RICHMOND, Va. (AP) — Seismologists are taking a miles-deep examination of central Virginia to better understand the causes of an earthquake that rattled millions along the East Coast, closed the Washington Monument to visitors and took a nuclear power plant off line for months.
Provided a key piece of equipment arrives, a small aircraft laden with sophisticated measuring devices will begin flying Thursday over a 12-by-15-mile area — the epicenter of a magnitude 5.8 earthquake on Aug. 23, 2011.
The flights, which could last up to 10 days, will cover parts of Louisa, Goochland and Fluvanna counties to measure buried geological features and detect underground faults 7 to 9 miles deep.
The powerful earthquake, believed to have been felt by more people than any other in U.S. history, was centered 3 to 4 miles beneath Mineral in Louisa County.
Unlike the West Coast's much-studied San Andreas Fault, where the intersection of two tectonic plates have some Californians awaiting the Big One, the East Coast quake occurred in the center of the North American Plate. That plate stretches from the middle of the Atlantic Ocean across the U.S. to the Pacific Ocean.
"There's something else causing earth movement," said Anji Shah, a U.S. Geological Survey research geophysicist and lead scientist of the study. "So we don't know as much about them and we're trying hard to understand."
Shah likened the San Andreas Fault to two floating icebergs grinding up against each other. The Virginia quake, she said, would be akin to cracks or breaks occurring in the middle of the icebergs from the collision.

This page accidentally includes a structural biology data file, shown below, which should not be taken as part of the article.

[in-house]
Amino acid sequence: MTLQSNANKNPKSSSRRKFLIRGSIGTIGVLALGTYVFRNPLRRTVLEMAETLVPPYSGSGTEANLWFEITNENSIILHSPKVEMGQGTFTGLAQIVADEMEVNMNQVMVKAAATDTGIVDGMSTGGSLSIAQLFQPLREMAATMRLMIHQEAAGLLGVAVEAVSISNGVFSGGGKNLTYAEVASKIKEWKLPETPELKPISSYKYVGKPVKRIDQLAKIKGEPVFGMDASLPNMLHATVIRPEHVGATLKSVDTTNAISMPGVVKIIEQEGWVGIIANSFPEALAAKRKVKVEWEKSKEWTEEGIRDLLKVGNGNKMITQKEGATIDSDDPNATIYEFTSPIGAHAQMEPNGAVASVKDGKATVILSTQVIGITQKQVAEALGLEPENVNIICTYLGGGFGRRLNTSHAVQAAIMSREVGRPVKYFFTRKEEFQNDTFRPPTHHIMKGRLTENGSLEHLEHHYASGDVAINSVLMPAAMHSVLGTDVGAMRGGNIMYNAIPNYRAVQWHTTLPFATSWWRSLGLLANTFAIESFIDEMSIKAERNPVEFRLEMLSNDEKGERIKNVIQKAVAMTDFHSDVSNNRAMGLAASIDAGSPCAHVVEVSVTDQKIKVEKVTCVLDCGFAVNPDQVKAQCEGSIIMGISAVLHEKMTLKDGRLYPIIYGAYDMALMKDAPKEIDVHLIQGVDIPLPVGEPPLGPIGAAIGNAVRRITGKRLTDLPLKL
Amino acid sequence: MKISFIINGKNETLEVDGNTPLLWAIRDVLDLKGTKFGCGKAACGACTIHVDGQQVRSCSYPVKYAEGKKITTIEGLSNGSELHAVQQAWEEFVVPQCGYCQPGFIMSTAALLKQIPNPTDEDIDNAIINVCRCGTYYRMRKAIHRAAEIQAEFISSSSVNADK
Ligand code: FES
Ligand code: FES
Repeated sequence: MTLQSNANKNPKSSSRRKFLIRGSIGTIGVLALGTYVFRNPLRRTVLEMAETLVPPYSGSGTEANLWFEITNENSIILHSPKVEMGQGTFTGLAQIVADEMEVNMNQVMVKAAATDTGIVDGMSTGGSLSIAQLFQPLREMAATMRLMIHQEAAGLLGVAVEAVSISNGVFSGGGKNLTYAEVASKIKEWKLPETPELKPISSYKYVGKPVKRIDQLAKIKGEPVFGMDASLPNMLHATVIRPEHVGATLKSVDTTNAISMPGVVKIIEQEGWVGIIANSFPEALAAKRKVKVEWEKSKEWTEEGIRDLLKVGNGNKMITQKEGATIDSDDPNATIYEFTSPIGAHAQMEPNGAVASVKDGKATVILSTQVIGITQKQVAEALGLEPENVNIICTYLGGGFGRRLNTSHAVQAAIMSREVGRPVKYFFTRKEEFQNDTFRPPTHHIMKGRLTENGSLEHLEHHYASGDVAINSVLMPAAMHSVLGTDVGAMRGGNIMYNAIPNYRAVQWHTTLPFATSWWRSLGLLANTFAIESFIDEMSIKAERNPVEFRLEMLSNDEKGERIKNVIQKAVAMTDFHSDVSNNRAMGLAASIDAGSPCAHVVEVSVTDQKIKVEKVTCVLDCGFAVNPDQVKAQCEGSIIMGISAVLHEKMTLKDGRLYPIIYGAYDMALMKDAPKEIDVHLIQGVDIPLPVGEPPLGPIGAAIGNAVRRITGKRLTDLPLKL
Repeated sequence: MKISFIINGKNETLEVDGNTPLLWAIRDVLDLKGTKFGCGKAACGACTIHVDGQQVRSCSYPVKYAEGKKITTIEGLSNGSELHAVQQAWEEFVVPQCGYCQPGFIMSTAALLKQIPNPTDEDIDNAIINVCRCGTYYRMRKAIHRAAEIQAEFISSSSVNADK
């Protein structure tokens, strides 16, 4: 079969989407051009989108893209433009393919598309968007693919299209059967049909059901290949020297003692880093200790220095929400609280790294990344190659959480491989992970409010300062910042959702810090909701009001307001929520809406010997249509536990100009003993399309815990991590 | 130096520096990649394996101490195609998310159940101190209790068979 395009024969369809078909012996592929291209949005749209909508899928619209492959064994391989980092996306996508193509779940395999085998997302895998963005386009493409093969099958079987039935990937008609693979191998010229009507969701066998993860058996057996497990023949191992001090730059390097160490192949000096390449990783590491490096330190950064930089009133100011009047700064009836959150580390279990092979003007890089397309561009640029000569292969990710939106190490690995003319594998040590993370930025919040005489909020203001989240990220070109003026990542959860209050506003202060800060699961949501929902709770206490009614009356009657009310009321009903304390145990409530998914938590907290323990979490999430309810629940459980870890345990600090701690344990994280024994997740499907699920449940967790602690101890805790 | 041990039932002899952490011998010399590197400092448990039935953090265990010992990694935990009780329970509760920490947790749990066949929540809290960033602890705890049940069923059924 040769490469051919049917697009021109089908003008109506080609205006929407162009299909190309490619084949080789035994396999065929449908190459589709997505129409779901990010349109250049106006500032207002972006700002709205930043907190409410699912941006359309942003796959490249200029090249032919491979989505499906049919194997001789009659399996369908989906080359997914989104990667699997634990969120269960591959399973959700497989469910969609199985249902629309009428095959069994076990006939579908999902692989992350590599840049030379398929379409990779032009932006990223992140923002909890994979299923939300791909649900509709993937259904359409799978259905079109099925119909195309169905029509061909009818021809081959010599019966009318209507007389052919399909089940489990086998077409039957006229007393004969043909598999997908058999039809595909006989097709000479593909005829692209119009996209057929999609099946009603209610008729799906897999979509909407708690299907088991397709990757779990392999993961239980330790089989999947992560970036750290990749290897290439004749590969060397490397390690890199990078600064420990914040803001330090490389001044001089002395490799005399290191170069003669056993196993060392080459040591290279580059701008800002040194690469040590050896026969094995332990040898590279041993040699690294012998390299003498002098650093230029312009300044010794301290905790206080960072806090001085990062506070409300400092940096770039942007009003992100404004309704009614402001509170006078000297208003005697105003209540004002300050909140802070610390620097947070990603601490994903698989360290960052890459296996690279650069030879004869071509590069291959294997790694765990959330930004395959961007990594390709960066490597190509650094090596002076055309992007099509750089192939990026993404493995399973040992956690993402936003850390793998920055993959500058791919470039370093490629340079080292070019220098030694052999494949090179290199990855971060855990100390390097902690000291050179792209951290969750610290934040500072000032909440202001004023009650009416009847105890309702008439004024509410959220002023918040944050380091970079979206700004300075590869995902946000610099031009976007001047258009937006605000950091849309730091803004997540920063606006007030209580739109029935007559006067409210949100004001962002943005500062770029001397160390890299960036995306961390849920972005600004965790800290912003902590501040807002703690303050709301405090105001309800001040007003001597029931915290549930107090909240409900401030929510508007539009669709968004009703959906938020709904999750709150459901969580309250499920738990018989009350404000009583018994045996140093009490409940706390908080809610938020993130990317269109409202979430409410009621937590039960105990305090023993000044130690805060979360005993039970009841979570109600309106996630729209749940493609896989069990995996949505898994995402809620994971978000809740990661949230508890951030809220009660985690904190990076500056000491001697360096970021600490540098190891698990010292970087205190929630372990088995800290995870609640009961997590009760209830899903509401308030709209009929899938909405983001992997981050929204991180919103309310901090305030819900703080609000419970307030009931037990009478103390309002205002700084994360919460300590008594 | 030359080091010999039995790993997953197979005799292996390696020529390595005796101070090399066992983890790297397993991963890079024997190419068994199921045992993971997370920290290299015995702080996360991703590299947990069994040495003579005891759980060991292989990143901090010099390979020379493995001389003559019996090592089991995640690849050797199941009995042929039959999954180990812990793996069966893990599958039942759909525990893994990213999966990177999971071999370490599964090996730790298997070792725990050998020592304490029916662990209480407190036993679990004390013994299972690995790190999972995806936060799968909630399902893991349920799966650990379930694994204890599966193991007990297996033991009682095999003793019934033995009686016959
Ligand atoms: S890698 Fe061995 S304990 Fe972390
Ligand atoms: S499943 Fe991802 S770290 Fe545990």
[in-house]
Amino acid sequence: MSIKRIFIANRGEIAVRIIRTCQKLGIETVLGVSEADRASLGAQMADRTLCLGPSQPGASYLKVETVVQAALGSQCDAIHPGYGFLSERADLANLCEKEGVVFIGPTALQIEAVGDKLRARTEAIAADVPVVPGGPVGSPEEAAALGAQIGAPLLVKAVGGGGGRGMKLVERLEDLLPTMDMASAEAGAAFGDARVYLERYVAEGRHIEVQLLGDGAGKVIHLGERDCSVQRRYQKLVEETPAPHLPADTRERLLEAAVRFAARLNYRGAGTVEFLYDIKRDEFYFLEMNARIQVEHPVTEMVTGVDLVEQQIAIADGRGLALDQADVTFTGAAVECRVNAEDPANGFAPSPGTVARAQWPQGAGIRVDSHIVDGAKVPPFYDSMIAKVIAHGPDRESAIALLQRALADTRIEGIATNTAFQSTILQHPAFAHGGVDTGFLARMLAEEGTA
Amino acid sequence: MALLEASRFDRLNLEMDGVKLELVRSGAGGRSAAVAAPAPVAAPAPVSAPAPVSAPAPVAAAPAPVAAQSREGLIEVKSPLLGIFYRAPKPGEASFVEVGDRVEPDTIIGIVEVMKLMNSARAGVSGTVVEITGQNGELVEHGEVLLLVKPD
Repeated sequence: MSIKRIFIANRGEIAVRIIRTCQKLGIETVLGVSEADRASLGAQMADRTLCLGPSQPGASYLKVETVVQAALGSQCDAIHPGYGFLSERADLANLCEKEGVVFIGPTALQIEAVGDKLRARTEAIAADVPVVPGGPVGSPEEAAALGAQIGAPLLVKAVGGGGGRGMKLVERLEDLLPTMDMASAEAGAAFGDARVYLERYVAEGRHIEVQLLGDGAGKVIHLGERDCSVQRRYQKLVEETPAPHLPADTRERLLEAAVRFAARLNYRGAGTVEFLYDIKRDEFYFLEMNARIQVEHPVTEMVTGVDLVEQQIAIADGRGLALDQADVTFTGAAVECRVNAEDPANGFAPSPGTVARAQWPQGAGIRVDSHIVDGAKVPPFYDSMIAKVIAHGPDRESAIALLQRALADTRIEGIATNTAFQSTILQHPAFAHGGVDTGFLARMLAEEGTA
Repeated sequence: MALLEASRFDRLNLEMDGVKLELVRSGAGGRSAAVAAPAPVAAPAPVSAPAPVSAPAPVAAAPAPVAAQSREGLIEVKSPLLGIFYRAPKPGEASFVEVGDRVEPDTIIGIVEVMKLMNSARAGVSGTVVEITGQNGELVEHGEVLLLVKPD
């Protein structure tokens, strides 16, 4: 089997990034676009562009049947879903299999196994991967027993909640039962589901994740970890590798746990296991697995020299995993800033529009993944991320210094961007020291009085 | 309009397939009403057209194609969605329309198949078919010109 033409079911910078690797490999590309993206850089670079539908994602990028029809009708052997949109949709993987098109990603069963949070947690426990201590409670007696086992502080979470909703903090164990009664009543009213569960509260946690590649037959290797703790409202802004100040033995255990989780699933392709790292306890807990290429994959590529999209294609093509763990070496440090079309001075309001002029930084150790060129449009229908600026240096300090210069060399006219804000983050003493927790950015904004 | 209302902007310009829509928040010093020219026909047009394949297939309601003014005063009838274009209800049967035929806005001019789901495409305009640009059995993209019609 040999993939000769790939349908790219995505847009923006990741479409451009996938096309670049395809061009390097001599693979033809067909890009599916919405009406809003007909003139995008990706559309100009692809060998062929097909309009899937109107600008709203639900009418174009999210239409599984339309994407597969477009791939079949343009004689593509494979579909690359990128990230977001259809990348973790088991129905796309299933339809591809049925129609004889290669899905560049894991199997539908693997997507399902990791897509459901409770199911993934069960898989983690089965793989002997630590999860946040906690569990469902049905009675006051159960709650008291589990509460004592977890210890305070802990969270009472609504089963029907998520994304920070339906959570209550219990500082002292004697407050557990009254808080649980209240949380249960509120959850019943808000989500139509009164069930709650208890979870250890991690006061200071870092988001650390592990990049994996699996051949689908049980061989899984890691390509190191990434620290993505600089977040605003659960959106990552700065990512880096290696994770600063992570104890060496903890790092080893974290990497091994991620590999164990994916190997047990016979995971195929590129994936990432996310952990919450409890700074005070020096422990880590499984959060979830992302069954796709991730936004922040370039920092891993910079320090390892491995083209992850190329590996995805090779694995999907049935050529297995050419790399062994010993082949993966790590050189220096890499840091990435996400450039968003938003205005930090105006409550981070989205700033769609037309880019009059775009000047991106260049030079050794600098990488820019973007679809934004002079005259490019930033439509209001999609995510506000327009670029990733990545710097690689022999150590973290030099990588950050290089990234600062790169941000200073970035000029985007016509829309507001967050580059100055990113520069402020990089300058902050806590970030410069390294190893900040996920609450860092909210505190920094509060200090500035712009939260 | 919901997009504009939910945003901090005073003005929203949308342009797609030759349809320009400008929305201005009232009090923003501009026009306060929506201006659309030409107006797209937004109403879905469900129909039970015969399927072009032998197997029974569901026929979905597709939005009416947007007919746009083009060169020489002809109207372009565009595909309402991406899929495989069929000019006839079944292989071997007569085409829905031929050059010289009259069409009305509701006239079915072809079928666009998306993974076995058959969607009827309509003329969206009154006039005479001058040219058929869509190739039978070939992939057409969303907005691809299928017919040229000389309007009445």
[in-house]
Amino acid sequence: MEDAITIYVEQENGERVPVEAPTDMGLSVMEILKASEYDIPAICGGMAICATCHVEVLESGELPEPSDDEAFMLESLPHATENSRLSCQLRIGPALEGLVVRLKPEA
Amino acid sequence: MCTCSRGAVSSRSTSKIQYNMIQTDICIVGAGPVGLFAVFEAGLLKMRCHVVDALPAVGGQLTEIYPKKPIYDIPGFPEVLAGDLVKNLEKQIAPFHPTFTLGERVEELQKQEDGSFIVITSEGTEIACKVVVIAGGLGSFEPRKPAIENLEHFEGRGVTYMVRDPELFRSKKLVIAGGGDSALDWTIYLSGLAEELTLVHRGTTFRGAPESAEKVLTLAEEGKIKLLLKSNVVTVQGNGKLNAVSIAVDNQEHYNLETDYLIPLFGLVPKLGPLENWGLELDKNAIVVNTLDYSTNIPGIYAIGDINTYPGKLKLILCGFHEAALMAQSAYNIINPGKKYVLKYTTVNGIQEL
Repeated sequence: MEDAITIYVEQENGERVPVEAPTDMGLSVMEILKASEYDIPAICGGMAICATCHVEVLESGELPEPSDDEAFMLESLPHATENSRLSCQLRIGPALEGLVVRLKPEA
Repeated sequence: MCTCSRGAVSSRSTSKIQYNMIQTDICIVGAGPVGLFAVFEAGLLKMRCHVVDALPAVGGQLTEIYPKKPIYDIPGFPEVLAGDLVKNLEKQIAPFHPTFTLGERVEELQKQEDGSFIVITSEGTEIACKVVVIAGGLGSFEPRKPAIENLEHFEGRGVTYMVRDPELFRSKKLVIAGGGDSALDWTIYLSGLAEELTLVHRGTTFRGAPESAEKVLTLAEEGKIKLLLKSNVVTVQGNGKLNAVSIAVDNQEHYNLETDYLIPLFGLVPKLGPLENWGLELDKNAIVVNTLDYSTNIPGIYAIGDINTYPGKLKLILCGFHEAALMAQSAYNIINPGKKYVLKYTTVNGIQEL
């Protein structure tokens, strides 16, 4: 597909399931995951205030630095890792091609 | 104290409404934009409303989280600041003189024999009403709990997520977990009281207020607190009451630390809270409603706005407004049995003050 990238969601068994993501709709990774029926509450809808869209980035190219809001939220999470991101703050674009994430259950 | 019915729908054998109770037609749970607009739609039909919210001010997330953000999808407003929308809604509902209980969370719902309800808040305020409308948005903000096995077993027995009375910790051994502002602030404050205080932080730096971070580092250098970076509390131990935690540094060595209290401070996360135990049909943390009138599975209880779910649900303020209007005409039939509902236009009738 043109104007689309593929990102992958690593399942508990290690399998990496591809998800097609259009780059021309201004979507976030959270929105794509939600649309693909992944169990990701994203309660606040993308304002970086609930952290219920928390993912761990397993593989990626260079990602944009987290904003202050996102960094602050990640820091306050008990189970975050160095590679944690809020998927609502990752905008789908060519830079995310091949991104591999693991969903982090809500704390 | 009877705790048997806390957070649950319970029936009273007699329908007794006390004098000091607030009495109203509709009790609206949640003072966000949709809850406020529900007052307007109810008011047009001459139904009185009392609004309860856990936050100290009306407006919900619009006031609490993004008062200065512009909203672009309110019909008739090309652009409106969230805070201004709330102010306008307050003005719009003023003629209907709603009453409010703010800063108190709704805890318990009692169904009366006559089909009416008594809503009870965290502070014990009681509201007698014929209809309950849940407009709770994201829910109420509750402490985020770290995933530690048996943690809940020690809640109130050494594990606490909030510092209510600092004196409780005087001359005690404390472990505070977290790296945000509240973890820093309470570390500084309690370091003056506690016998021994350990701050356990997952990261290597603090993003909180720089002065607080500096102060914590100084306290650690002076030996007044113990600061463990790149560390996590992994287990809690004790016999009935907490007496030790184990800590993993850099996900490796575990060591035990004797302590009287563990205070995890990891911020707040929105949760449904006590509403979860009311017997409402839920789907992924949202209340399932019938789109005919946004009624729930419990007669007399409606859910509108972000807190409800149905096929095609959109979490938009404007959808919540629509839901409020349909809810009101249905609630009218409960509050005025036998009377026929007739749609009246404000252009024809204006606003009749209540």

The August 2011 quake was felt from Georgia to Canada and damaged nearly 1,000 homes in Louisa County and permanently closed two schools. Dominion Virginia Power's North Anna Power Station also was shut down after measured ground movement was about twice the level for which the nuclear power plant was built. It was the first operating U.S. nuclear plant shut down because of an earthquake. The Nuclear Regulatory Commission gave the utility the green light in November to restart.
The earthquake also caused cracks in the Washington monument that will keep the 555-foot obelisk closed into 2014 for repairs.
The plane mapping the quake area — called the Central Virginia Seismic Zone — will carry equipment that will measure the earth's gravitational and magnetic pull and low-level radioactivity. The aircraft will map the area in a grid and fly as low as 400 feet. The USGS has warned residents and local officials of the low-flying plane.
"Our goal is to map the rocks beneath the earth's surface to better map the faults that are in the area," Shah said in an interview Wednesday. "In part, we'd like to map that faults that were responsible for the Aug. 23 earthquake and also those where the aftershocks are occurring."
Dozens of aftershocks have been felt since the August quake, including a magnitude 3.1 trembler in March that occurred within 10 miles of the epicenter.
"They seem to be decreasing but you never know," Shah said. "It's possible you could still get a larger one in the next month or so. It's possible."
So how does the measurement of magnetic fields and gravitational forces reveal what lies beneath the earth's surface?
Rock formations have different gravitational and radioactive readings that can signal where a fault occurs, Shah said. Once the data are collected, scientists will analyze them.
"They will hopefully give us a sense of where the major faults are and some of the details of those faults," Shah said. "It will give us a better sense of the general seismic hazard is and how it varies over the area."
They will not, however, provide the basis for an early warning earthquake system.
"Unfortunately, we can never predict earthquakes," Shah said. "Is it possible for an earthquake to happen again, sure? Earthquakes are unpredictable."
Instead, she said, the findings help local and state emergency officials better prepare for a future earthquake.
Steve Szkotak can be reached on Twitter at http://twitter.com/sszkotakap